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Gene Wolfe was Sci-Fi’s Most Enigmatic Writer
by Geek’s Guide to the Galaxy
Gene Wolfe was one of the science fiction field’s most respected literary craftsmen. On their podcast ReReading Wolfe, hosts James Wynn and Craig Brewer provide in-depth analysis of Wolfe’s masterpiece The Book of the New Sun.
“You have to talk about a Gene Wolfe story after you’ve read it,” Wynn says in Episode 535 of the Geek’s Guide to the Galaxy podcast. “There’s a reason why it’s called ReReading Wolfe. There’s a statement by John Clute, who said, ‘You can’t read a Gene Wolfe story, you can only reread a Gene Wolfe story.’ So you have to read it, and then you reread it, and then you still want to talk to someone about it.”
The Book of the New Sun is a dense, allusive work that initially presents itself as sword & sorcery, gradually reveals itself as planetary romance, then becomes increasingly concerned with theology and metaphysics. The book’s disjointed plot and dreamlike logic can make it a challenge for newcomers. “Wolfe breaks every rule that any kind of writing workshop is going to tell you,” Brewer says. “If you just jump in thinking, ‘Oh, people say this is a good book’ and you’re not prepared for it, it’s like reading James Joyce or something, where someone says, ‘Oh, Ulysses is important. I guess I should go read that,’ and they’re like, ‘What the hell?'”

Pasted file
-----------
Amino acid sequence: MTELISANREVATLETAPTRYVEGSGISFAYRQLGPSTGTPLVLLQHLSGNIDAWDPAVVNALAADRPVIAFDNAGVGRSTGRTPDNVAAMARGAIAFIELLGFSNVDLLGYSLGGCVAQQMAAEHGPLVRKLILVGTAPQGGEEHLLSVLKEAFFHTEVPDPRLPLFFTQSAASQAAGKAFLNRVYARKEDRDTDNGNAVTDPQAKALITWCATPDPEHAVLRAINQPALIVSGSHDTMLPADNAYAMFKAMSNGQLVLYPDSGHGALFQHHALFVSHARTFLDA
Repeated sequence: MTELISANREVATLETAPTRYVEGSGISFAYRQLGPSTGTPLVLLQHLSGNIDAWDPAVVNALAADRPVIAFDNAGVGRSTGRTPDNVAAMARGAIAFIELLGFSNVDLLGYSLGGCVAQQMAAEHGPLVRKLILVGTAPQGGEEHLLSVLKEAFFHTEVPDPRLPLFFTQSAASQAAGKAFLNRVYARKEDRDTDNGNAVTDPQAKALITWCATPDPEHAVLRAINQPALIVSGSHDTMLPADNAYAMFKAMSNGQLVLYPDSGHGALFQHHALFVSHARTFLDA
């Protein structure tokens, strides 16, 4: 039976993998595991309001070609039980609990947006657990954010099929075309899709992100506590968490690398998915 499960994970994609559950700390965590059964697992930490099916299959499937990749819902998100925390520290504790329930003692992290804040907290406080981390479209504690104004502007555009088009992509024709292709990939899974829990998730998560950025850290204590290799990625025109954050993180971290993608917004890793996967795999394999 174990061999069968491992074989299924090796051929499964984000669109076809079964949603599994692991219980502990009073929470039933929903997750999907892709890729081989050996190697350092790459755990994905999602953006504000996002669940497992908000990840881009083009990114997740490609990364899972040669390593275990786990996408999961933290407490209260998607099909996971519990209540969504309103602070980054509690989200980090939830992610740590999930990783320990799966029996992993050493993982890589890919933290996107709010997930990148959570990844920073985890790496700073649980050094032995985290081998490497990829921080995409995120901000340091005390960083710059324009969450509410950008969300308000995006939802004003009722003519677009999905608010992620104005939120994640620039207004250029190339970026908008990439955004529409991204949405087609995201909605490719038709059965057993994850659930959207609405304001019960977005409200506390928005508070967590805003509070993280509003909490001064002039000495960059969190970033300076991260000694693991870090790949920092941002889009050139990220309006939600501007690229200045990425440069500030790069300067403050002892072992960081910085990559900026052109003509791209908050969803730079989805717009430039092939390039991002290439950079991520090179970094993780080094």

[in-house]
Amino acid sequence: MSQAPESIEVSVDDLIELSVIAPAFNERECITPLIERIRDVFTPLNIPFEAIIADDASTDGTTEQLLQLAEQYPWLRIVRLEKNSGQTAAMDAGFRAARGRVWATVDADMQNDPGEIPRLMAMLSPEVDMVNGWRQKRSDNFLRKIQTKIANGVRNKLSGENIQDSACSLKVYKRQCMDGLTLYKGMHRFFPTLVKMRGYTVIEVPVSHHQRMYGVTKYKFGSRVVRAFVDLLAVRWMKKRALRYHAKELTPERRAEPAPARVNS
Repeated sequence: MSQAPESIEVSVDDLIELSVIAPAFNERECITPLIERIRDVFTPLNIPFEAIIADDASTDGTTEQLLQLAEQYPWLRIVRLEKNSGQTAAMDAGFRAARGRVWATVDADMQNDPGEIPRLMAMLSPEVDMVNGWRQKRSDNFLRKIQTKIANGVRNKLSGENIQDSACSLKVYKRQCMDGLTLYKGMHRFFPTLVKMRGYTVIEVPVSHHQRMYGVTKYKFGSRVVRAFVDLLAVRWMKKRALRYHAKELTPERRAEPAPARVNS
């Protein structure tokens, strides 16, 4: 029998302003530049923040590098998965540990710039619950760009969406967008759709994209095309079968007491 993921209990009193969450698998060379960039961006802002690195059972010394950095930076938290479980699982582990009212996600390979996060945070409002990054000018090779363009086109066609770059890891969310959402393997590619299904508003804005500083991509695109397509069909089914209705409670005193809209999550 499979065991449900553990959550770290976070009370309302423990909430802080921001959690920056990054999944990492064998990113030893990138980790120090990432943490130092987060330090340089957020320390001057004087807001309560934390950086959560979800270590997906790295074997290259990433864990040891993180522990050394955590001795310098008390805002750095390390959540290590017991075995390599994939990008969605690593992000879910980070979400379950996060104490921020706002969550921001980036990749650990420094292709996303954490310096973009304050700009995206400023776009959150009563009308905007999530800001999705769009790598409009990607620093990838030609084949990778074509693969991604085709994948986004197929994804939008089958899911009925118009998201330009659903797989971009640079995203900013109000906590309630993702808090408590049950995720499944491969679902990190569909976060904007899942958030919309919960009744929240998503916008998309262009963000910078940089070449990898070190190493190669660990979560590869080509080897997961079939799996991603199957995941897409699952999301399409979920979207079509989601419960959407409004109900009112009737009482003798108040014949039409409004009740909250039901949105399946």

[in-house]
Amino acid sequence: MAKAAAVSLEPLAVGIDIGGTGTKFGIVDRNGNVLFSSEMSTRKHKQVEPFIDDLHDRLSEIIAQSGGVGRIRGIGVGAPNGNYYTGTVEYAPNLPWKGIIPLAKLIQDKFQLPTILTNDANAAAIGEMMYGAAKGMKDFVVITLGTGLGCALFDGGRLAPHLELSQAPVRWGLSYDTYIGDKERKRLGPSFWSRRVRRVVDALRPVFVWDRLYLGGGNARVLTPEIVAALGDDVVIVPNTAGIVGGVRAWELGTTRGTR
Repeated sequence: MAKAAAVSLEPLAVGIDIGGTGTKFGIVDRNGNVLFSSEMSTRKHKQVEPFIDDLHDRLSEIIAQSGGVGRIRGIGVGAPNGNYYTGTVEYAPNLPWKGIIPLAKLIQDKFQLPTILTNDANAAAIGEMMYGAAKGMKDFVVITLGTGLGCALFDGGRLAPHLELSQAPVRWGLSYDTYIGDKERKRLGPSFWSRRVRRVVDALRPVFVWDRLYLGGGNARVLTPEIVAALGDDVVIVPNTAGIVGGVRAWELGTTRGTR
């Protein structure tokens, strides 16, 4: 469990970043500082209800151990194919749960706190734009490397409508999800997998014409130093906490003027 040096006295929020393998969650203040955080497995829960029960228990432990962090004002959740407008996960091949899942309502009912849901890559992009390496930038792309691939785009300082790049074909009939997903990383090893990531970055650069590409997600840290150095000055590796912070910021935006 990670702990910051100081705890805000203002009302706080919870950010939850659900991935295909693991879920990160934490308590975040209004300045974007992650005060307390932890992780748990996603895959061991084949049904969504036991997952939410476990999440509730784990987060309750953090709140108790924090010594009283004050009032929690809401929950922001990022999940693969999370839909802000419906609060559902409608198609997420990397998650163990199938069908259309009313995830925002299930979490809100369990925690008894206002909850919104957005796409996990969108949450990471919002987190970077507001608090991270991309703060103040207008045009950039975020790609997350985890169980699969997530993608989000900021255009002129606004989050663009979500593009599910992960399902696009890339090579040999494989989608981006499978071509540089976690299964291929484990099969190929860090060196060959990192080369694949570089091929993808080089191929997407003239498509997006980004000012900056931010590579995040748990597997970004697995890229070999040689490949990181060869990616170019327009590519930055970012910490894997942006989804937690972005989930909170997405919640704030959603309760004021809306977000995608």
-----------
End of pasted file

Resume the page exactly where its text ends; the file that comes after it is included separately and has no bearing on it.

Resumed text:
Wolfe fans have spent four decades debating the meaning of Book of the New Sun, but still many of the story’s basic plot points remain in dispute. “This has really come home to me when we were doing this podcast, that there’s no consensus about these books,” Wynn says. “There is one little scene in the beginning of Claw of the Conciliator where Severian executes a woman, and when we got through it, we said what we thought, we got people writing in. It ended up that there’s probably at least four groups of theories about what happens in that event. And I changed my mind after the conversation about what’s happening.”